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Amazing Exponentials

It all started with Moore's Law. Actually, that isn't remotely accurate. Indications are that it all started with the Big Bang. But Moore's Law is such a handy example of my topic — exponential growth — that I'm going to start there. Kurzweil tells us that Moore's Law

is the prediction that the size of each transistor on an integrated circuit chip will be reduced by 50 percent every twenty-four months. The result is the exponentially growing power of integrated circuit-based computation over time. Moore's Law doubles the number of components on a chip as well as the speed of each component. Both of these aspects double the power of computing, for an effective quadrupling of the power of computation every twenty-four months.

Interesting. But where does all this exponential doubling of computational ability get us? Depends who you ask. There are those who say that it will lead us to nothing less than a new era in human history. But that's a topic for a few dozen other essays on another day. Anyway, as detailed recently in Technology Review, there are many other good examples of technologies that are growing exponentially.

Storage leaps to mind. In 2003, a $400 iPod had 10 gigabytes of memory. By early this year, a $400 iPod had 20 gigabytes of memory. If this annual doubling holds up, then 20 years from now we’ll have portable devices with 20 petabytes of storage—that’s 20 million gigabytes—sitting in our pockets. What might we want to do with all that storage, and what new services might it enable?

The iPod is now big enough to contain the entire personal music collection of today’s average listener. But the immediate consequence of storage growth is that our personal music collections will grow as well. CDs will no longer be a practical way to distribute content; they will go the way of wax cylinders and vinyl platters. That’s why so many companies are rushing in to follow Apple in the music content download and management business.

And consider how iPods might play into one of our favorite scenarios:

Today’s iPod could store 20,000 books. That’s more than most people would read in a lifetime. But just 10 years from now, an iPod might be able to hold 20 million books—more than are in Harvard University’s collection. (If you insist on having the pictures and diagrams in those books, too, perhaps you have to wait until 2017. By then you’ll be able to carry around the complete text for all the volumes in the Library of Congress.) To complete this vision, of course, we’ll need a lightweight, easy-to-read screen to display text. And we’ll need technologies that allow for rapidly digitizing millions of books and other documents, and for extracting text without errors, so the books are searchable.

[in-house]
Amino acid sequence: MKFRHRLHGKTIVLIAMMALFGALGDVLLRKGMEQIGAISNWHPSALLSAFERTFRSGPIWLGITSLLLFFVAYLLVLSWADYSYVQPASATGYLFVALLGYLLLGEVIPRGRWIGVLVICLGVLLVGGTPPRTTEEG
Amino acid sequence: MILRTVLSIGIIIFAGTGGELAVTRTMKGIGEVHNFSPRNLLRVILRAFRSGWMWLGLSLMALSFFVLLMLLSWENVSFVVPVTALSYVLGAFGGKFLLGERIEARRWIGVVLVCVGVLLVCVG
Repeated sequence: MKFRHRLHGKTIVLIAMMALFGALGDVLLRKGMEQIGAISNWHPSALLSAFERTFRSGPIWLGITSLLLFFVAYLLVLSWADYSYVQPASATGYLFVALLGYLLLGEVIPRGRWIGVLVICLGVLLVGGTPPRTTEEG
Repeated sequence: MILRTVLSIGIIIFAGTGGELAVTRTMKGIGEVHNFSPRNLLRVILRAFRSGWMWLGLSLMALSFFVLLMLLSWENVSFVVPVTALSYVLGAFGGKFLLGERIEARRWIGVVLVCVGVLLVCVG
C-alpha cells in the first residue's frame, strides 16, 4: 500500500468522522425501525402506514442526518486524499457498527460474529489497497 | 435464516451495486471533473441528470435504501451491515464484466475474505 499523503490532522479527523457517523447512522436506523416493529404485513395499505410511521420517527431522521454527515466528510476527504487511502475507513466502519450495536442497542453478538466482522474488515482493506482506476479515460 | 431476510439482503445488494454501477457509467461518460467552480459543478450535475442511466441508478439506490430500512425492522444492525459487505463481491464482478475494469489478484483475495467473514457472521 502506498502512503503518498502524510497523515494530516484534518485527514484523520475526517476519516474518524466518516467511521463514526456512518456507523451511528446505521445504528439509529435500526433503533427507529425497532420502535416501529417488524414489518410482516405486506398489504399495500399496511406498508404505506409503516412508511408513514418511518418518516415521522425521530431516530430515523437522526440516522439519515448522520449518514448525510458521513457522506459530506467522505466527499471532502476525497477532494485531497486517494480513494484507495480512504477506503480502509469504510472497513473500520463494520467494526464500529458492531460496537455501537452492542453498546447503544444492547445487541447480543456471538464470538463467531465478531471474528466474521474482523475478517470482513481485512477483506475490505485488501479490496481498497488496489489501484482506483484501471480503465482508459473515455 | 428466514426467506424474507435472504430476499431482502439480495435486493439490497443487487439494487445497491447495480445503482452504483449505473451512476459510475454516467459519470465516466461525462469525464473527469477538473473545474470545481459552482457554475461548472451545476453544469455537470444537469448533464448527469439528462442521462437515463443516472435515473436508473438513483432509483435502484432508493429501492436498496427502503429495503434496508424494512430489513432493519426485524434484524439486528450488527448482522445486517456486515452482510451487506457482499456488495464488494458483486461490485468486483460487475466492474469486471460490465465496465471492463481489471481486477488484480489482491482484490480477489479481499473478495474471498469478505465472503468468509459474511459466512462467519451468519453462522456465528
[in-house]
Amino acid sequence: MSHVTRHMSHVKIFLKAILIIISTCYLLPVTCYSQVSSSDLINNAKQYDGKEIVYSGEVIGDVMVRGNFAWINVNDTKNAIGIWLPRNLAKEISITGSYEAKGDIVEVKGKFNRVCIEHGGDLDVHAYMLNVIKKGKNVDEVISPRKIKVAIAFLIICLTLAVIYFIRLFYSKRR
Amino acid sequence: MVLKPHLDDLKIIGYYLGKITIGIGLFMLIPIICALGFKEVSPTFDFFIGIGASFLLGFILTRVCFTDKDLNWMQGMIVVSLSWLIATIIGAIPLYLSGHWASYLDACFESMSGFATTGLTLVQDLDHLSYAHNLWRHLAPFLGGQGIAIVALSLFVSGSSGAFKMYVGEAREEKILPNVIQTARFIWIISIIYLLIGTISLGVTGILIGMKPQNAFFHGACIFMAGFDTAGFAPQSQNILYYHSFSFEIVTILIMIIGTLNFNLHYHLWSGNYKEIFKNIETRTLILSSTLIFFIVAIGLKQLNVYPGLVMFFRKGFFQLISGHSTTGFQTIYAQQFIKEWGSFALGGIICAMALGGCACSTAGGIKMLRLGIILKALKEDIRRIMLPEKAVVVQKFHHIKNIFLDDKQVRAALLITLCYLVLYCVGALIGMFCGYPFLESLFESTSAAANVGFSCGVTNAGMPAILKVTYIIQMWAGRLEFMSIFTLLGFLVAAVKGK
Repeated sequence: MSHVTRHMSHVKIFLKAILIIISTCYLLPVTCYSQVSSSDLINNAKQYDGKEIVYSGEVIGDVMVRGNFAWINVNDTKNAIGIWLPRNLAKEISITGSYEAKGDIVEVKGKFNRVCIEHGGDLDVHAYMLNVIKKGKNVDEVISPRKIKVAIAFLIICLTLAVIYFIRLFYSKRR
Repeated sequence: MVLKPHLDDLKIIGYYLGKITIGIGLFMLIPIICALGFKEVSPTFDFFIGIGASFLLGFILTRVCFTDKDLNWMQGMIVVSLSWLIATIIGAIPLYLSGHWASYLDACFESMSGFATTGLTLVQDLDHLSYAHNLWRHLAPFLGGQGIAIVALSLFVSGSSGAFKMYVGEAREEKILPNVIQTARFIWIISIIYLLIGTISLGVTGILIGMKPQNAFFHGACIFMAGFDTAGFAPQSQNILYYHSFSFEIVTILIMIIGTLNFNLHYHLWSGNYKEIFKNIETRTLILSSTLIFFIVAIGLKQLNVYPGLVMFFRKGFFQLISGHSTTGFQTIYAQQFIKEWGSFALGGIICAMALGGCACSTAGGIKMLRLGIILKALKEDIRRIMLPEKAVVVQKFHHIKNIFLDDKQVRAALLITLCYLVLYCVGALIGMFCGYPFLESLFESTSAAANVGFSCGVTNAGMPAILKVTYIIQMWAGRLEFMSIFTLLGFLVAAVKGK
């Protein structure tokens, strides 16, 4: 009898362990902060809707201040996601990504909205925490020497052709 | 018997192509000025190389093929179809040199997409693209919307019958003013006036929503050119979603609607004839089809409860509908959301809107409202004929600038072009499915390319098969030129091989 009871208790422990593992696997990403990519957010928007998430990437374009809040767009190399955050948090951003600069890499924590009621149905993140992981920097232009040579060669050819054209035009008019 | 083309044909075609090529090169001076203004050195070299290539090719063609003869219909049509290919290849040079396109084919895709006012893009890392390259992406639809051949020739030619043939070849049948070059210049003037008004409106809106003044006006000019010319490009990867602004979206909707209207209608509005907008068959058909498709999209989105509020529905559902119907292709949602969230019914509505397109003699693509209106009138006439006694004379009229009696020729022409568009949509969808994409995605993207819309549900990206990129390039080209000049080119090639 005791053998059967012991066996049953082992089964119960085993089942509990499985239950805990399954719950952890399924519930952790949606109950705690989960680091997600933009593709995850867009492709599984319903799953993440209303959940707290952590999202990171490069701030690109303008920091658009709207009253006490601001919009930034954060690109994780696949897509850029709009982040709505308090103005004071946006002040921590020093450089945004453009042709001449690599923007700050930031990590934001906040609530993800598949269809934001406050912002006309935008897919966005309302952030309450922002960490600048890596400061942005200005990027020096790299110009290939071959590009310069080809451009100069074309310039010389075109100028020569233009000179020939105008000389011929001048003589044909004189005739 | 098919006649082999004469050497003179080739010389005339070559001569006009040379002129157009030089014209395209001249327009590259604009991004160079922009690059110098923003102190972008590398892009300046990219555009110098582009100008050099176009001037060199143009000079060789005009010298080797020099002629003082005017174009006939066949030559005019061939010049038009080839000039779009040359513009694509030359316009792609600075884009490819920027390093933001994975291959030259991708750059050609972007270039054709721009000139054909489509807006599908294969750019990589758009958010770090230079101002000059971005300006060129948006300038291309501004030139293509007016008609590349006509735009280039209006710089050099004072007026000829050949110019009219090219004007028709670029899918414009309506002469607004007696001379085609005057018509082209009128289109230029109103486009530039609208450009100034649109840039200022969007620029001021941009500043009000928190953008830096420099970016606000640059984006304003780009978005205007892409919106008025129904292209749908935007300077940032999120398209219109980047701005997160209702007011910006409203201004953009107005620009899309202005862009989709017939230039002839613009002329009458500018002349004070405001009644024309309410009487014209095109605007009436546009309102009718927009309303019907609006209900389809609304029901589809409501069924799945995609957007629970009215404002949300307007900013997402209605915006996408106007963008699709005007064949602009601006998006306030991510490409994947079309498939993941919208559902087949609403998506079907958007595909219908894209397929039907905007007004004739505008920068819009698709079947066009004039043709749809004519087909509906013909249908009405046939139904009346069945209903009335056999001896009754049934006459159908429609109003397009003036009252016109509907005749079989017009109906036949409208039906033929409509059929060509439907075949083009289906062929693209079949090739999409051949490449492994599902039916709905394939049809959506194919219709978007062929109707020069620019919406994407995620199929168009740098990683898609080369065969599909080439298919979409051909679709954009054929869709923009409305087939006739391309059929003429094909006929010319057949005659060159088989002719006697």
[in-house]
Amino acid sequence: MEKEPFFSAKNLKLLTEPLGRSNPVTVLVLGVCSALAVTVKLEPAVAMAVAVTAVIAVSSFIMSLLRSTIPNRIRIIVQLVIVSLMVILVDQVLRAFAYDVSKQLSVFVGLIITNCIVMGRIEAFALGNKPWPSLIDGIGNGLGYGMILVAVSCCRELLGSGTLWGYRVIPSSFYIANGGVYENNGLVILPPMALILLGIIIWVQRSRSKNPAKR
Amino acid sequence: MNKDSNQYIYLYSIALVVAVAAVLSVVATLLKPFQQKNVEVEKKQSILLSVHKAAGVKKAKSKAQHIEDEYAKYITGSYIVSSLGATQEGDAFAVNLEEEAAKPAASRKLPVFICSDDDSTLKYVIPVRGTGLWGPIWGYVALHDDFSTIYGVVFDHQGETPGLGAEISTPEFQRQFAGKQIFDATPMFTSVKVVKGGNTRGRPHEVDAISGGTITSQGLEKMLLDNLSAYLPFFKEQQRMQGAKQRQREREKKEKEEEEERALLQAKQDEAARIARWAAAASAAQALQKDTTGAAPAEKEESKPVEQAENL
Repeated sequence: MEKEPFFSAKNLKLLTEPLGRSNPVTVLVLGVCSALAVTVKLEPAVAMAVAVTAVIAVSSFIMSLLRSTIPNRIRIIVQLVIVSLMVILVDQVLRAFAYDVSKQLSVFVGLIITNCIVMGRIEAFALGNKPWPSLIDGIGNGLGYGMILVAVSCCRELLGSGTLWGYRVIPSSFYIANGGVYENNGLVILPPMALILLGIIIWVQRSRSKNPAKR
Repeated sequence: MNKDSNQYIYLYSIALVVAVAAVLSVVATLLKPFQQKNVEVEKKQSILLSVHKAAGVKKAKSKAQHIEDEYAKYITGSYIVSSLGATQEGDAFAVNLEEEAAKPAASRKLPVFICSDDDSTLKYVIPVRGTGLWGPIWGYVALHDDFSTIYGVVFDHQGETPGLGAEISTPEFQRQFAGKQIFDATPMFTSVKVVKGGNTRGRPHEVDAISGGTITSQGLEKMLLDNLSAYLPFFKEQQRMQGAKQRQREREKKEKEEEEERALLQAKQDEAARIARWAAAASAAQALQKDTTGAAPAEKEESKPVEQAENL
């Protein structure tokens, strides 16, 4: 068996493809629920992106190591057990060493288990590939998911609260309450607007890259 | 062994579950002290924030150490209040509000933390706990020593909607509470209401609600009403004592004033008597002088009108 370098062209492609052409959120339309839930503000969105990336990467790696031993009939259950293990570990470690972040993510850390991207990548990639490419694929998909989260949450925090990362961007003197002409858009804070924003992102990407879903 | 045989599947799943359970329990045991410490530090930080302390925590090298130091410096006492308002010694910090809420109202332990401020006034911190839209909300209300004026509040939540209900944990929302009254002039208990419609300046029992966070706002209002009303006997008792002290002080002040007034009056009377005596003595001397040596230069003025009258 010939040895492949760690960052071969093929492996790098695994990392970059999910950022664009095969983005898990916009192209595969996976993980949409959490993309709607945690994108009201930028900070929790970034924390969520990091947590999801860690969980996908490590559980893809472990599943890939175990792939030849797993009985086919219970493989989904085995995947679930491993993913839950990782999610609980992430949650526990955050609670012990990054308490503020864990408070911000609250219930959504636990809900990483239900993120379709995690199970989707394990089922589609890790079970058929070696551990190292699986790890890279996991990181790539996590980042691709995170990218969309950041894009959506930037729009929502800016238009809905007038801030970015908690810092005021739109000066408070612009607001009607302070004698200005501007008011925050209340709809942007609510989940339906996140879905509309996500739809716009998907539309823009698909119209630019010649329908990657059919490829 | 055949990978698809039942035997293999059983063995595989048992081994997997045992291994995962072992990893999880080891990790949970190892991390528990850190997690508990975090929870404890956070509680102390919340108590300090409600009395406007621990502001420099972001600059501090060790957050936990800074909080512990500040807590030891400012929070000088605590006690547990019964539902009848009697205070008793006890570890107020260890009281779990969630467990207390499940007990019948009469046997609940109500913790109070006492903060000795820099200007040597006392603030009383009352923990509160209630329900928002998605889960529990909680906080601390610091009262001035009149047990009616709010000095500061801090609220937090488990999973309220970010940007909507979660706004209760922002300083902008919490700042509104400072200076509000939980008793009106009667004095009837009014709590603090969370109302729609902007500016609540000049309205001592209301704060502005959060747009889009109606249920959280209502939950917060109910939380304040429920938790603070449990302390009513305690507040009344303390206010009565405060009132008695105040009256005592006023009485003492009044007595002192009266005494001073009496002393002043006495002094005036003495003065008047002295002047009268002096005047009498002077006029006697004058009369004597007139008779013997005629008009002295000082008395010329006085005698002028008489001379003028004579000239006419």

Of course, not all exponential developments are related to computers:

Finally, the cost of sequencing DNA is diminishing exponentially. By next year, the cost of sequencing a person’s genome is expected to be a mere penny per base pair. Compare that to the $10 it cost in 1990. At that rate, sequencing a person’s 3.2 billion base pairs should cost only $32,000 by 2020. As a practical matter, it’s only necessary to look at 10 million base pairs to cover all the variations in the human genome. Sequencing this number—in order to determine a person’s genetic fingerprint and disease susceptibility—would cost only about one dollar by sometime in the 2020s.

It's likely that gene-based treatments for disease will also increase rapidly, if not exponentially, in line with this drop in price. And speaking of money, economist Robin Hanson has made an interesting observation:

Economists’ best estimates of total world product (average wealth per person times the number of people) show it to have been growing exponentially over the last century, doubling about every fifteen years, or about sixty times faster than under farming. And a model of the whole time series as a transition from a farming exponential mode to an industry exponential mode suggests that the transition is not over yet - we are slowly approaching a real industry doubling time of about six years, or one hundred and fifty times the farming growth rate.

So if we want to be healthy, wealthy, and wise it would appear that all we have to do is sit back and let the exponentials do the work. Of course, nothing is ever quite as simple as that. I'm reminded of the tale (possibly apocryphal) of the New York city planner who, in the 1890's published a report that included dire predictions of a coming ecological disaster for the city. Looking at then-current growth numbers, he predicted that the city would be uninhabitable within fifty years. Interestingly, his population predictions were pretty accurate. What he got wrong was his prediction that, by 1950, Manhattan would be three stories deep in horse manure.

Guess he just didn't see that whole "car" thing coming.

Let that be a lesson to us all. When we base predictions of the future on extrapolations of current trends, we can gain tremendous insights into the world that's coming. Or we may end up peddling thousands of tons of imaginary horse manure. It's a fine line.

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